back to article Here comes an AI that can predict hurricane strength. Don't worry, NASA made it so it probably actually works

Scientists at NASA’s Jet Propulsion Laboratory are turning to machine-learning models to predict the severity of incoming hurricanes. The goal isn’t to forecast whether a storm will hit a particular region or not, it’s to assess how intense a storm might become over the course of 24 hours. Hurricanes are graded across five …

  1. Version 1.0 Silver badge
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    Predictions are useful

    But they are just predictions, I've been watching hurricanes for years and survived a couple of them, in general because their centers missed me, I drove through Katrina as it was coming ashore and arrived home just in time to get a tree through the bathroom ceiling ... so I made a cup of coffee and waited ... it sailed past and we spent a month cleaning up. The recent hurricane Laura has devastated Lake Charles, this was anticipated but the interesting thing is that Laura stayed at hurricane strength much further inland than any hurricane has done for years now - a swath of Louisiana will not get power or water until the end of the month if we're lucky. That was not predicted - I'm definitely in favour of improving predictions but we have to remember that they are just predictions based on updated dropsondes I guess, not actual facts.

    Weather predictions are affected by what the general population thinks of them - if the prediction is for a very rainy day and we get a Derecho then everyone is pissed at the weather reporters and runs around screaming and wanting lawsuites, but if they are warned that at Derecho is coming and all we get is six inches of rain then everyone "knows" that they are smarter than the weather reporters and everyone is happy.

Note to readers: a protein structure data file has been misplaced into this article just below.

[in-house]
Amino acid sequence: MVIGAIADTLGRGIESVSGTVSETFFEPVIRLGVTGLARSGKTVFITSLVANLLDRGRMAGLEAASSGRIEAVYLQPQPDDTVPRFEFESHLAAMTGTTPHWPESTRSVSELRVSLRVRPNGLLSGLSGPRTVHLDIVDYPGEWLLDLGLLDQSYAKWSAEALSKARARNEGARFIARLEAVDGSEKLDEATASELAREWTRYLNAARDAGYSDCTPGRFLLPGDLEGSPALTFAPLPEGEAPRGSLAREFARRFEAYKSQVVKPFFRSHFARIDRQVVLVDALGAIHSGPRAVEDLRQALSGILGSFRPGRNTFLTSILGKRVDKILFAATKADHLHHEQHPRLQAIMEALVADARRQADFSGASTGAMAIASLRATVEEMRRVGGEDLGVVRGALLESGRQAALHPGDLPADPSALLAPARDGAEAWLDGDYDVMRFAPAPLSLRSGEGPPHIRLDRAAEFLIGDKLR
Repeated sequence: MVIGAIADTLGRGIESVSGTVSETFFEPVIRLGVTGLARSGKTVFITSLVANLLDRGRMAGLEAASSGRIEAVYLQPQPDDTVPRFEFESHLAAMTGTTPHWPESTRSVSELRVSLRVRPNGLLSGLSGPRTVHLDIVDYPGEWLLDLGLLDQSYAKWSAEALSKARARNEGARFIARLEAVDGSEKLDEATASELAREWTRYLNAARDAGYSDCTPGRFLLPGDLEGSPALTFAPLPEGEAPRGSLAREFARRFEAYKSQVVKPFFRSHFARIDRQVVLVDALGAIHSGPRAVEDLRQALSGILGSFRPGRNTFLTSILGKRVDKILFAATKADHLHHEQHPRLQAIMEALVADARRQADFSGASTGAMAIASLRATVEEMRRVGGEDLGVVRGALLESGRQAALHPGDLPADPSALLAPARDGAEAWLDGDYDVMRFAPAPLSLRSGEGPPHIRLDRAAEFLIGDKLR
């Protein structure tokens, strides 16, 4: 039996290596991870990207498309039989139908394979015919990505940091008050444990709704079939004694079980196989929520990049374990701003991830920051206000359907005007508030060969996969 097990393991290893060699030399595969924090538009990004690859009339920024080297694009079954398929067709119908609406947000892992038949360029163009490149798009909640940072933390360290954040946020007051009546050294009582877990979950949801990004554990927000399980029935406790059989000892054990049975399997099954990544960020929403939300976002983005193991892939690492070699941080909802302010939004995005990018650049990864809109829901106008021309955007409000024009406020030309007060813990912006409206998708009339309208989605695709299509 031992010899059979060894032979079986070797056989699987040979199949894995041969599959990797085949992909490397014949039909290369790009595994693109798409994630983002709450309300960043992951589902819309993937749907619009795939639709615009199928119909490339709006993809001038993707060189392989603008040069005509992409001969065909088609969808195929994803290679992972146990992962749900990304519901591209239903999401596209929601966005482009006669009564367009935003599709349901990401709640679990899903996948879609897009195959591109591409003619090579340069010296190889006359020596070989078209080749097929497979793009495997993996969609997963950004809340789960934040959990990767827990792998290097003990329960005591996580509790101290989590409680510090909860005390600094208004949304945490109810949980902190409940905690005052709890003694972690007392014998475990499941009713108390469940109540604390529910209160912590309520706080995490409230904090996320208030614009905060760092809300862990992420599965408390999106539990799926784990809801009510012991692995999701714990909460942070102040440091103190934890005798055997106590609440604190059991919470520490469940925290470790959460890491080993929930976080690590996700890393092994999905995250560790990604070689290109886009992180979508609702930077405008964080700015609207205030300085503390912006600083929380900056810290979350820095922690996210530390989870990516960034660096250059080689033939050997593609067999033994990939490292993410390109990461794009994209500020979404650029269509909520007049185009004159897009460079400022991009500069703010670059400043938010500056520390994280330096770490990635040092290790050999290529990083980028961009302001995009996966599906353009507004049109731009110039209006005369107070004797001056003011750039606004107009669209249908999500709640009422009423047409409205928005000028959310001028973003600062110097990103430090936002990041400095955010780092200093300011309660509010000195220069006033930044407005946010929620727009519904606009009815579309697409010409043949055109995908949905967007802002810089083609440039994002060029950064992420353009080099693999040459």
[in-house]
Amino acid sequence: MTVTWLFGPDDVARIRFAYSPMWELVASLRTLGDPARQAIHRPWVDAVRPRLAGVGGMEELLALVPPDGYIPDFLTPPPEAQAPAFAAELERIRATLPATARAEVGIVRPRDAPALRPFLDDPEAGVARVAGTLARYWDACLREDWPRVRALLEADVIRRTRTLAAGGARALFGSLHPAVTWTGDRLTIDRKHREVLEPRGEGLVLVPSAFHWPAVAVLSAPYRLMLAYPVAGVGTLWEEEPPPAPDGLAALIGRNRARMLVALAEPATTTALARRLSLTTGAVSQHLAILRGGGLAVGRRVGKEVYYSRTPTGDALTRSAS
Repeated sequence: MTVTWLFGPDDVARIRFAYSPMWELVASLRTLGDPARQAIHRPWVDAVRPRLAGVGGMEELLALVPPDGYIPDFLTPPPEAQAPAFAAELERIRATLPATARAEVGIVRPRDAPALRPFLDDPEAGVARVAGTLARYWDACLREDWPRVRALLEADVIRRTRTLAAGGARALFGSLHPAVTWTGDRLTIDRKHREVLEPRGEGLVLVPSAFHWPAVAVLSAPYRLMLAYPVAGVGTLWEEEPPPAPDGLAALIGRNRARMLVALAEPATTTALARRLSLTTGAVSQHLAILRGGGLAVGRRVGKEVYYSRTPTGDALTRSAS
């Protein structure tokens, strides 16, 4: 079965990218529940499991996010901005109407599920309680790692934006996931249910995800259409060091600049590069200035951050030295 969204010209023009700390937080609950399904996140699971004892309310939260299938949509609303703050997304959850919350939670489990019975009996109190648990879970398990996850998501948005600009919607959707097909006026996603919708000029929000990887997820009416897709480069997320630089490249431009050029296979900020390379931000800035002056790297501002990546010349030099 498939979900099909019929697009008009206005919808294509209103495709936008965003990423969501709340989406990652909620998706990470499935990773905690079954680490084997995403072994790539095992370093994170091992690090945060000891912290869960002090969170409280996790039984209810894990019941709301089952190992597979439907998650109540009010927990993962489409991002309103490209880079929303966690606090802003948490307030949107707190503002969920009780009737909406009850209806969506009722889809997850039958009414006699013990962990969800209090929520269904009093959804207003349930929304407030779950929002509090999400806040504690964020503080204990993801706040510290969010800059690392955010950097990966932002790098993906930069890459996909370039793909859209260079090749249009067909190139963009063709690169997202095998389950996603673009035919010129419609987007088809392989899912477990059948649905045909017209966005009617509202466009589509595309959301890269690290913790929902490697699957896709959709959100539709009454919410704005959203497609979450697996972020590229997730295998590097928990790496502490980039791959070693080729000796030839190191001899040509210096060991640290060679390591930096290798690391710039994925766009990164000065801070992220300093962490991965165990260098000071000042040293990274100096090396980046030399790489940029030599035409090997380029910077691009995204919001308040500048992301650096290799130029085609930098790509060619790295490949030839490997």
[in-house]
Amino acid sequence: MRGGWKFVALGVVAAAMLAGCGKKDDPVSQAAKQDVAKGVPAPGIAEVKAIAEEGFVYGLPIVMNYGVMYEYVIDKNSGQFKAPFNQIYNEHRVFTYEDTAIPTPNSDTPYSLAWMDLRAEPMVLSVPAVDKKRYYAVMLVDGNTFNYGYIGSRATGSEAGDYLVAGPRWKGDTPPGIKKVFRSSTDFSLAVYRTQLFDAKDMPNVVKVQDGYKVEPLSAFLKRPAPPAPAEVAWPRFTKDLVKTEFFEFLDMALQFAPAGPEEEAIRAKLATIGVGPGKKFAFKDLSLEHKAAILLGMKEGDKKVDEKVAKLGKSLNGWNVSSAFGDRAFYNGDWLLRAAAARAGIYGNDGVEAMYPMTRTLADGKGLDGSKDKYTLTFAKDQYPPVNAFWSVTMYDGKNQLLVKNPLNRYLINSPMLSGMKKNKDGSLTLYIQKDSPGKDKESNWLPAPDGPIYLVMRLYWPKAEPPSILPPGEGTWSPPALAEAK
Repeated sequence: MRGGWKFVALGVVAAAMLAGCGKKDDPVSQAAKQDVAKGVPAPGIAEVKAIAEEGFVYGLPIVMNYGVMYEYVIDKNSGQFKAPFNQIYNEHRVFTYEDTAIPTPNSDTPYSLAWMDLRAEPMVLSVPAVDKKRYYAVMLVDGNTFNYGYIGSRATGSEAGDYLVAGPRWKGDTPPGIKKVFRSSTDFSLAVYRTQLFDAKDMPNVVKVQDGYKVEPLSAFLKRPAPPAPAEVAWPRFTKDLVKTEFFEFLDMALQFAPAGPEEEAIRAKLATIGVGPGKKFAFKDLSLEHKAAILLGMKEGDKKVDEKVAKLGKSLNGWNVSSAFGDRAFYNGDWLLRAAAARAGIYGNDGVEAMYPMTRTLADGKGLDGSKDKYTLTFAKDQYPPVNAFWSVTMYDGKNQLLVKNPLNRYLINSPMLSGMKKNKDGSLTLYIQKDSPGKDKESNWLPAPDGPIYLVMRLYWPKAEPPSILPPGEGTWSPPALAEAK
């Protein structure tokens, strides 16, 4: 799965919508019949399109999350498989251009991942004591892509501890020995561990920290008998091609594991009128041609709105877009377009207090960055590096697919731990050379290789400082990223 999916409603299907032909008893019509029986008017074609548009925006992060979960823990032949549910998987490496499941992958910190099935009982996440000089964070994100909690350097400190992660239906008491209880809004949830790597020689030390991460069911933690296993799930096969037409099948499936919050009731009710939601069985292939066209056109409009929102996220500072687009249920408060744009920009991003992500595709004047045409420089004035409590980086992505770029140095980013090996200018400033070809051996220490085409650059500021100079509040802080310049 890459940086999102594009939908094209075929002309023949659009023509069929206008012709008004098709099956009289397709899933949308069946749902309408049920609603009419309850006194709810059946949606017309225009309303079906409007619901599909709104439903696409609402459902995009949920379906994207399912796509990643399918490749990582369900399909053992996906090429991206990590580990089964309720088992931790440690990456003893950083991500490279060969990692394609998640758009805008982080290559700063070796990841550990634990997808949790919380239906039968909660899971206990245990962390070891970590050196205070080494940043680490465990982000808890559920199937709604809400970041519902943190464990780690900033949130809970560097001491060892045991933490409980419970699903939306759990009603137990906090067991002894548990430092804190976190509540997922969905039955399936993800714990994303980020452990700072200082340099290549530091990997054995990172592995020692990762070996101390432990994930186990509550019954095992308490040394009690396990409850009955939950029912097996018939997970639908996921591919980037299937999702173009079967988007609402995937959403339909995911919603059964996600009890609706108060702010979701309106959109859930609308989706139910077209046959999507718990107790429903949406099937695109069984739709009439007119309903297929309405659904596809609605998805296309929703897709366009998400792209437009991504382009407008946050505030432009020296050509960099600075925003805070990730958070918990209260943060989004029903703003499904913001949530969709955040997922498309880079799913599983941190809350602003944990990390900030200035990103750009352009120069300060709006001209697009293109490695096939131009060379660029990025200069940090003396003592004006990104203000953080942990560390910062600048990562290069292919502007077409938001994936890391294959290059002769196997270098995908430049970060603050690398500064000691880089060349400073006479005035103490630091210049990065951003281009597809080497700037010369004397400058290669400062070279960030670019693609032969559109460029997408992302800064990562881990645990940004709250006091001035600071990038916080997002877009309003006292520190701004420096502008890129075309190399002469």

1. Anonymous Coward
      Anonymous Coward

      Re: Predictions are useful

      And we do have the alternate model of having a president that predicts hurricane movements with such precision that w change forecasts to accommodate him

    2. Charlie Clark Silver badge

      Re: Predictions are useful

      To be picky, they're forecasts about what might happen rather than predictions about what will. But, of course, as with most things statistical most (sic) of us can't reliably tell the difference.

      Anyway, nice to see Watson getting some good press. As one of the pioneering ML systems it's taken some bashing but there has always been some very good technology in there and, just as important, some great people working on it.

      1. Version 1.0 Silver badge
        Thumb Up

        Re: Predictions are useful

        The TropicalTidbits blog site discusses the possibilities of all storms in the gulf - it's well worth visiting and listening to the descriptions when a storm is likely to appear.

    3. Version 1.0 Silver badge

      Re: Predictions are useful

      OK, I realize that six inches of rain is a lot in the UK but in Louisiana it's not a big deal in most areas. Our worst flood from rain was a few years ago when we got 48 inches in one week.

      1. Yet Another Anonymous coward Silver badge

        Re: Predictions are useful

        It's your own fault for not going metric - then you would only have around 1.2M

      2. Charlie Clark Silver badge

        Re: Predictions are useful

        The impact depends a lot on the geography and the usual rainfall patterns. Flat areas can absorb a lot of water by flooding extensively, but then take much longer to drain, especially if they are flood plains, and thus below the level of local rivers. In much of the western UK rain is so common (300 days per year) that it's difficult to get that much extra – though flash floods over the last few years have shown it is possible – and local systems can normally cope quite well with a reasonable excesses. But it's also just so much smaller than the US.